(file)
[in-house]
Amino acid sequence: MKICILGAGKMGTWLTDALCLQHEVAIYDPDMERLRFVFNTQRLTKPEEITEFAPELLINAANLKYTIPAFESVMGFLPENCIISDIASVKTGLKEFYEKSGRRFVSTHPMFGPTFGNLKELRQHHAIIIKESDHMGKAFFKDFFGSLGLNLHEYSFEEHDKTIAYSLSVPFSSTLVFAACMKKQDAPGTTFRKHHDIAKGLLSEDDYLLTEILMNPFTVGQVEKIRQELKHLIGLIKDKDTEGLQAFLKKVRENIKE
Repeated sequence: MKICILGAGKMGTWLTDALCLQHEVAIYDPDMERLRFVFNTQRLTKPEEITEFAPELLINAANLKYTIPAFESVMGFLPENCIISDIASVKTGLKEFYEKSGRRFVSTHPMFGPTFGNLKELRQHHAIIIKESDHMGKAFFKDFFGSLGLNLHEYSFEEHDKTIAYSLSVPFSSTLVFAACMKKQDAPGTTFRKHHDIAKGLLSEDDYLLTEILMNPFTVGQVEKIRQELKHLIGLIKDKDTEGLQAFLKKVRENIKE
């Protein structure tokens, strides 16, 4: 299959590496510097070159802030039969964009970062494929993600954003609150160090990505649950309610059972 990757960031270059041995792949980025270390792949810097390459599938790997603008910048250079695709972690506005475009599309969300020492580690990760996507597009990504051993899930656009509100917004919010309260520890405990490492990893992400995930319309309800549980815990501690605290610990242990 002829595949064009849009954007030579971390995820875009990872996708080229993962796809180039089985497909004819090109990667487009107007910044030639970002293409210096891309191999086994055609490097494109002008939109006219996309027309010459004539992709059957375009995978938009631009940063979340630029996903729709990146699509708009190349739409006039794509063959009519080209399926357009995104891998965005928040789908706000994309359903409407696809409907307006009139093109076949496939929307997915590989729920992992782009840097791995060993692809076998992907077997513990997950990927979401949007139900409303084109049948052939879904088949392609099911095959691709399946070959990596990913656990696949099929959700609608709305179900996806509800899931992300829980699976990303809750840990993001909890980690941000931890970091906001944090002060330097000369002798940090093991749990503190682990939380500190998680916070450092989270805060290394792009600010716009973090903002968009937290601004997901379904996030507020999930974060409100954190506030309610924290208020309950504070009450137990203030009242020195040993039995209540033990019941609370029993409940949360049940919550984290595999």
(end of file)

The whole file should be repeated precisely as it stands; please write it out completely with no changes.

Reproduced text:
[in-house]
Amino acid sequence: MKICILGAGKMGTWLTDALCLQHEVAIYDPDMERLRFVFNTQRLTKPEEITEFAPELLINAANLKYTIPAFESVMGFLPENCIISDIASVKTGLKEFYEKSGRRFVSTHPMFGPTFGNLKELRQHHAIIIKESDHMGKAFFKDFFGSLGLNLHEYSFEEHDKTIAYSLSVPFSSTLVFAACMKKQDAPGTTFRKHHDIAKGLLSEDDYLLTEILMNPFTVGQVEKIRQELKHLIGLIKDKDTEGLQAFLKKVRENIKE
Repeated sequence: MKICILGAGKMGTWLTDALCLQHEVAIYDPDMERLRFVFNTQRLTKPEEITEFAPELLINAANLKYTIPAFESVMGFLPENCIISDIASVKTGLKEFYEKSGRRFVSTHPMFGPTFGNLKELRQHHAIIIKESDHMGKAFFKDFFGSLGLNLHEYSFEEHDKTIAYSLSVPFSSTLVFAACMKKQDAPGTTFRKHHDIAKGLLSEDDYLLTEILMNPFTVGQVEKIRQELKHLIGLIKDKDTEGLQAFLKKVRENIKE
């Protein structure tokens, strides 16, 4: 299959590496510097070159802030039969964009970062494929993600954003609150160090990505649950309610059972 990757960031270059041995792949980025270390792949810097390459599938790997603008910048250079695709972690506005475009599309969300020492580690990760996507597009990504051993899930656009509100917004919010309260520890405990490492990893992400995930319309309800549980815990501690605290610990242990 002829595949064009849009954007030579971390995820875009990872996708080229993962796809180039089985497909004819090109990667487009107007910044030639970002293409210096891309191999086994055609490097494109002008939109006219996309027309010459004539992709059957375009995978938009631009940063979340630029996903729709990146699509708009190349739409006039794509063959009519080209399926357009995104891998965005928040789908706000994309359903409407696809409907307006009139093109076949496939929307997915590989729920992992782009840097791995060993692809076998992907077997513990997950990927979401949007139900409303084109049948052939879904088949392609099911095959691709399946070959990596990913656990696949099929959700609608709305179900996806509800899931992300829980699976990303809750840990993001909890980690941000931890970091906001944090002060330097000369002798940090093991749990503190682990939380500190998680916070450092989270805060290394792009600010716009973090903002968009937290601004997901379904996030507020999930974060409100954190506030309610924290208020309950504070009450137990203030009242020195040993039995209540033990019941609370029993409940949360049940919550984290595999």